I am writing a chapter on Tory Island off the coast of County Donegal in Ireland for my next book "A Dozen Random Islands." The following story is the introduction to that chapter. It tells the funny tale about my almost instantaneous education into the proper way to drink a proper pint of Guinness in a proper Irish pub. As the story reveals I dont make it to Tory Island on the original time frame I had set for the trip and my tardiness can only be blamed on Arthur Guinness and his wonderful libation that has been brewed in St. James Gate, Dublin for more than 250 years. Thanks Art!
My first lesson in the proper consumption of beer in Ireland was provided by Allen, a bearded and burly redhead who seemed to be the only person working at the Cavern Pub in Letterkenny. I had stopped there to break up the trip as I passed from Dublin to the coast of County Donegal and excitement overtook me as I walked to the front door of the pub. For as long as I could recollect I have heard stories about the Irish and their ability to drink copious volumes of beer and almost all of that beer seemed to be consumed in Irish pubs. The Cavern Pub, not far off the main road passing through Letterkenny, looked at least from the outside like the quintessential pub in the quintessential Irish small town and I decided on viewing it the first time that the Cavern was where I would lose my Irish beer drinking virginity.
Although my arrival was in early afternoon I was the only person other than Allen in the pub. He was wiping down the bar with a rag that looked as if it had survived the great potato famine of the late 1840s. Perhaps it was not quite that old but at first glance it certainly had not seen the inside of a washing machine in several weeks and maybe more.
“I’ll have a pint of Caffrey’s Irish Ale, please,” I said with great authority when Allen asked me what he could get for me. I had fallen in love with Caffrey’s Irish ale several years earlier when a friend of mine and I tested it in a suburban Washington DC bar over dinner one night. Its sorted history of brewing was one of the things I liked about Caffrey’s. The other thing I liked was its taste and its texture. I used to describe it to people as being like drinking alcohol-soaked silk. I cannot think of any better way to describe it.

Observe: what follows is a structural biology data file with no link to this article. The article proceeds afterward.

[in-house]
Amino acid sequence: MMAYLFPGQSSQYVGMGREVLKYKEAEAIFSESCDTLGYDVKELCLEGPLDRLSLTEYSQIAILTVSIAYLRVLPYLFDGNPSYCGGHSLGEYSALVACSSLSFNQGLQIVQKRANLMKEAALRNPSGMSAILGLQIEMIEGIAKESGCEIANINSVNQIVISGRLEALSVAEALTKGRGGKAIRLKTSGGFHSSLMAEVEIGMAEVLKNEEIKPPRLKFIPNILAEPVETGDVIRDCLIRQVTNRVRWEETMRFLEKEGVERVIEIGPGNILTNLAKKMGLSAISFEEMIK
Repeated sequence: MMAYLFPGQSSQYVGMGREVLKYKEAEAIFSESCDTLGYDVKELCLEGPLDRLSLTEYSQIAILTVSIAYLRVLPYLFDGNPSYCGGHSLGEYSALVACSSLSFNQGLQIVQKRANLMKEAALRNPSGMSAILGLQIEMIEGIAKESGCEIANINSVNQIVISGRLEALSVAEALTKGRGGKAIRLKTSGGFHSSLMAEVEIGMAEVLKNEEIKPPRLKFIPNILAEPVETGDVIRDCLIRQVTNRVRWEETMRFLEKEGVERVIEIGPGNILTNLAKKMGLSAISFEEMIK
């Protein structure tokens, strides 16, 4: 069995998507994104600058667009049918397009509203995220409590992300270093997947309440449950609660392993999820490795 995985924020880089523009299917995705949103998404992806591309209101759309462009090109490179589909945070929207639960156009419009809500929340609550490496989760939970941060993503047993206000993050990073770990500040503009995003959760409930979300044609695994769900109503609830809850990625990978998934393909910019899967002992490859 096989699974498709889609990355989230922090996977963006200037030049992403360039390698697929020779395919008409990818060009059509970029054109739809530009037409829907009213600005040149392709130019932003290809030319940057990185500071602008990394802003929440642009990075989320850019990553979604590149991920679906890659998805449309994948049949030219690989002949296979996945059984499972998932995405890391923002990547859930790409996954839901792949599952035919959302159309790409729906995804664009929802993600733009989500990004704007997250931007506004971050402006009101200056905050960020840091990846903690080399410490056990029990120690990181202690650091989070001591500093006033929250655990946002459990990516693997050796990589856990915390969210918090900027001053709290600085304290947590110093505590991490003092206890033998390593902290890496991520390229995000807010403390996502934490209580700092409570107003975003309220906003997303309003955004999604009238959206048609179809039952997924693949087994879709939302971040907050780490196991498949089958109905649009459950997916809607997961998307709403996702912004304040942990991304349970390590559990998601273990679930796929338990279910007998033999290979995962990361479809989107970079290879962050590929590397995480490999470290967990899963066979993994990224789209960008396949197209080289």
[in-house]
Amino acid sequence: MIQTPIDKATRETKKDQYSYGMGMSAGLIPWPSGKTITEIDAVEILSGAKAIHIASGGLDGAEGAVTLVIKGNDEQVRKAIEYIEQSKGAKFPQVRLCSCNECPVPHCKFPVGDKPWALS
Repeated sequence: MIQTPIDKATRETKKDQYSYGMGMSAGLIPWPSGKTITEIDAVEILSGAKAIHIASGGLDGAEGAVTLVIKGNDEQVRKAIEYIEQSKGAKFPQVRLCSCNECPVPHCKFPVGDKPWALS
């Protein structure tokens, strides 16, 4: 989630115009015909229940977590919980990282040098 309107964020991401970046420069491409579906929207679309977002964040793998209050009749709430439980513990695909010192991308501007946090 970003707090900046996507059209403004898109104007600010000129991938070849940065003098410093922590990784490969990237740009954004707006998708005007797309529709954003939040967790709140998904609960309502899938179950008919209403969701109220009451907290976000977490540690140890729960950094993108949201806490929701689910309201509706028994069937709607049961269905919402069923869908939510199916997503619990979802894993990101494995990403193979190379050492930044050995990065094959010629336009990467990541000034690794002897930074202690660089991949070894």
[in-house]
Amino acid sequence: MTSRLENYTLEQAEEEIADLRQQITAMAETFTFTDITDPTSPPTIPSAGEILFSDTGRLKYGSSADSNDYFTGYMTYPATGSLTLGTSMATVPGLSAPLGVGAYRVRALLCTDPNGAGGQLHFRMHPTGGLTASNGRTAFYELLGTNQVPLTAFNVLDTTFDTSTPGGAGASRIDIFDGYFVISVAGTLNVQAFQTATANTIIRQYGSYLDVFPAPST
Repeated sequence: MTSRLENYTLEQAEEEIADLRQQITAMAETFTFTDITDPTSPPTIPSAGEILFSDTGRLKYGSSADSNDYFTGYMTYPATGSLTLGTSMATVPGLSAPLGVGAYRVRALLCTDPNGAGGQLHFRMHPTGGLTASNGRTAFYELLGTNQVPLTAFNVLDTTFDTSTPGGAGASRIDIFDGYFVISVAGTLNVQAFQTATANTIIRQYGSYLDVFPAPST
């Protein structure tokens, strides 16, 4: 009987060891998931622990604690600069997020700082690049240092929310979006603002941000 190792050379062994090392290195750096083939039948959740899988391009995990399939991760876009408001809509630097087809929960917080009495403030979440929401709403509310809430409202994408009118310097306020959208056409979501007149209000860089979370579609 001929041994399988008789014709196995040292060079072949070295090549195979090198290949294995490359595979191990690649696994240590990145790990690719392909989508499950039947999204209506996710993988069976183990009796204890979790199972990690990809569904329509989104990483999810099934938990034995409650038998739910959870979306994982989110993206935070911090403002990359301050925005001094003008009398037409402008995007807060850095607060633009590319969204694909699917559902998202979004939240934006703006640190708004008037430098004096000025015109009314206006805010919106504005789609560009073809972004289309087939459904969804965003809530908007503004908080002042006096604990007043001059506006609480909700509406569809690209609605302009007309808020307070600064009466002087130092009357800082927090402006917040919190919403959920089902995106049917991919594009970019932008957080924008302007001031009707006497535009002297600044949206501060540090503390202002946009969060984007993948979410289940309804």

As Allen absorbed my request for a Caffrey’s his head spun around almost like the little girl in the movie The Exorcist. His eyes widened and his nostrils flared open as he cleared his throat and then bellowed (not said, bellowed) “This is IRELAND. We drink GUINNESS here!” I was almost prepared for him to go into cardiac arrest.
I had tasted Guinness only once before and it produced one of my least favorite memories. A bar in Key West, Florida called Turtle Kraals had a contest in 1992 called “Drink Your Way Around the World.” Something like 42 different kinds of international beer was available in that bar and if you drank one bottle of each beer you received a t-shirt that read “I Drank My Way Around the World at Turtle Kraals in Key West, Florida.” Participants carried a small card with them that contained the name of each of the 42 beers and as each new beer was consumed the name of the beer was punched out by a bartender. It was a long and laborious process but from it I learned about beers such as Stella Artois and San Miguel that I had never tasted previously. Each trip to Turtle Kraals I would have two new beers and by the end of my time in the Keys, just before my return to Nebraska, I was two beers short of having drunk my way around the world.
One of the missing beers was Tiger from Singapore and its rich bold flavor made swallowing it a pleasure. The other missing beer was Guinness and it came in a cold bottle. As the bartender opened the bottle I heard a distinct hiss come from inside as all sorts of gases were released. Handing it to me I saw globs of yeast floating around in the liquid reminiscent of a “floater” that passes through your field of view in your eye on occasion. Placing the bottle to my lips I detected a distinctive scent unlike any other I had experienced while drinking beer and as the first drops of Guinness touched my lips I wanted to throw the bottle away and forego my chance for that coveted ticket. It was, in a word, awful. However I really wanted that t-shirt and I fought my way through the bottle. As the bartender handed me my coveted shirt I told myself that under no circumstances would I ever drink another Guinness. It didn’t matter if I was dying from thirst I would rather die than drink that concoction again.